value added by the production step, plus any product delivery costs. The premium represents the producer’s gross profit for selling the article.

The committee initially set out to develop cost estimates using this business approach. Accordingly, costs for Mo-99/Tc-99m through the supply chain (Figure 3.5) were defined as follows:

  • Mo-99 producer. The cost of producing Mo-99 includes the fixed costs for constructing the Mo-99 production facility and that portion of the reactor that is attributable to production. The variable costs include both direct expenses for production (e.g., materials, labor, facilities, and services) and indirect expenses (e.g., facility maintenance, safety, and security) that are attributable to production.

  • Tc-99m generator producer. The cost of producing a Tc-99m generator includes the gross cost of the Mo-99 (i.e., the price paid by the technetium generator producer for the Mo-99 plus any delivery charges) plus the fixed and variable costs associated with producing the generator.

  • Radiopharmacy, hospital, or clinic. The cost of producing a Tc-99m dose includes the net cost of the Tc-99m generator (i.e., the price paid by the radiopharmacy or hospital for the Tc-99m generator, plus any associated delivery charges, minus any refunds2 received by the radiopharmacy or hospital when the generator is returned to the producer) plus the fixed and variable costs associated with producing the dose.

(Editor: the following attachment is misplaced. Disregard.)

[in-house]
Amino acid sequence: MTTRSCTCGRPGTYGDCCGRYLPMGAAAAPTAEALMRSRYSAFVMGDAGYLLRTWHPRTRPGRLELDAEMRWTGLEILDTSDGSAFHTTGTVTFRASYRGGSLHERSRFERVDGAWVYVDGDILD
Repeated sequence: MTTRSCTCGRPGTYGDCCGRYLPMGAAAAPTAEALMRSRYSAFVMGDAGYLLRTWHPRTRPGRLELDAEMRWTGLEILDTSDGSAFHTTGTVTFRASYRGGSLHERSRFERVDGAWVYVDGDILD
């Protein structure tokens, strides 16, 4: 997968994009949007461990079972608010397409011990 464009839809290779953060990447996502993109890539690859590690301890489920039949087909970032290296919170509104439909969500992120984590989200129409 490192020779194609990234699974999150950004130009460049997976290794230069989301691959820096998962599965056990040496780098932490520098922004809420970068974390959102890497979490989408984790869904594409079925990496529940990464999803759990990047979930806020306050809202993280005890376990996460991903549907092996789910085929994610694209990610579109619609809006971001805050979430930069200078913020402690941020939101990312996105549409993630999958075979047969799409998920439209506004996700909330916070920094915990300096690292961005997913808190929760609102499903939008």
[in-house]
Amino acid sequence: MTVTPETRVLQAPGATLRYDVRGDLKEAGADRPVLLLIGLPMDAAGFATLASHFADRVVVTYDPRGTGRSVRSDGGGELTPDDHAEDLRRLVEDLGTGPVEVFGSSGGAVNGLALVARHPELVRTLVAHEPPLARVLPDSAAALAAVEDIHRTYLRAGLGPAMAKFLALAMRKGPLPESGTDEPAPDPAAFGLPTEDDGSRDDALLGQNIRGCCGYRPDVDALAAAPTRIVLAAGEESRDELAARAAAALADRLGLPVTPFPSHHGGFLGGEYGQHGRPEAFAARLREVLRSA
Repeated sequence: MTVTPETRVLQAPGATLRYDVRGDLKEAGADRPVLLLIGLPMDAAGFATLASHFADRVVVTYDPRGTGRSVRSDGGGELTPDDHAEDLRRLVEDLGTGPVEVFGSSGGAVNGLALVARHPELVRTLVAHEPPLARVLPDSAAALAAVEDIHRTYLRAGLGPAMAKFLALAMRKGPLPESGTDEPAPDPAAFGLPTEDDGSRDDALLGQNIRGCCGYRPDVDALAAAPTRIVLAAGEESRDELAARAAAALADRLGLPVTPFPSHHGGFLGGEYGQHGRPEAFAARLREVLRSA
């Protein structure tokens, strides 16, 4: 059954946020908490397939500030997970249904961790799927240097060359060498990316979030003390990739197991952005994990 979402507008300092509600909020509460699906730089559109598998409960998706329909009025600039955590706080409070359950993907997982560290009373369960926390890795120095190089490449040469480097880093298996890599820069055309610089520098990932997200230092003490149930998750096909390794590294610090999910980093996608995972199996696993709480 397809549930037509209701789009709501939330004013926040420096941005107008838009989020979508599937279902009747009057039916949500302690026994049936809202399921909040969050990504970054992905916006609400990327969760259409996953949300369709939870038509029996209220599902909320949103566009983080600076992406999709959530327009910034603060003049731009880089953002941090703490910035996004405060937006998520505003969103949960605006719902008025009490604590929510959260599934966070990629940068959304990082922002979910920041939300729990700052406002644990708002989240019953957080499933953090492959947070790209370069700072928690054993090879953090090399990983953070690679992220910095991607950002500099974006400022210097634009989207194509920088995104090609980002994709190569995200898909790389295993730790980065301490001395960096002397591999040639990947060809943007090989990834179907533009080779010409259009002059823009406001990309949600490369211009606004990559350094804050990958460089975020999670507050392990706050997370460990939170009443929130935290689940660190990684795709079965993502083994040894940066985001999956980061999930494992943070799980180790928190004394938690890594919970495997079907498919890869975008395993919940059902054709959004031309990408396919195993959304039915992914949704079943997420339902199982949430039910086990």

• Patient. The cost for the Tc-99m dose used in the medical isotope procedure includes the cost of the Tc-99m dose to the hospital plus any hospital costs associated with preparing and administering the dose.

As the study progressed it became clear to the committee that this approach was impractical for several reasons. First, the committee was not able to obtain detailed cost/price breakdowns for production because companies consider this information to be proprietary.3 Second, some of the fixed costs for producing Mo-99, especially the construction of reactors used to irradiate targets, were borne decades ago by state-owned entities. Reactor construction is expensive, and nobody knows what portions of these costs are attributable to Mo-99 production.

Finally, and perhaps more important, the committee came to understand that there is no single cost or price for Mo-99/Tc-99m at any point in the supply chain. The costs to Mo-99 producers are different because they are located in different countries, operate under different currencies, and


Technetium generator producers may reuse the generator case and shielding.


The National Academies did receive proprietary information from some companies under nondisclosure agreements. However, these companies were unwilling to provide cost or price information.

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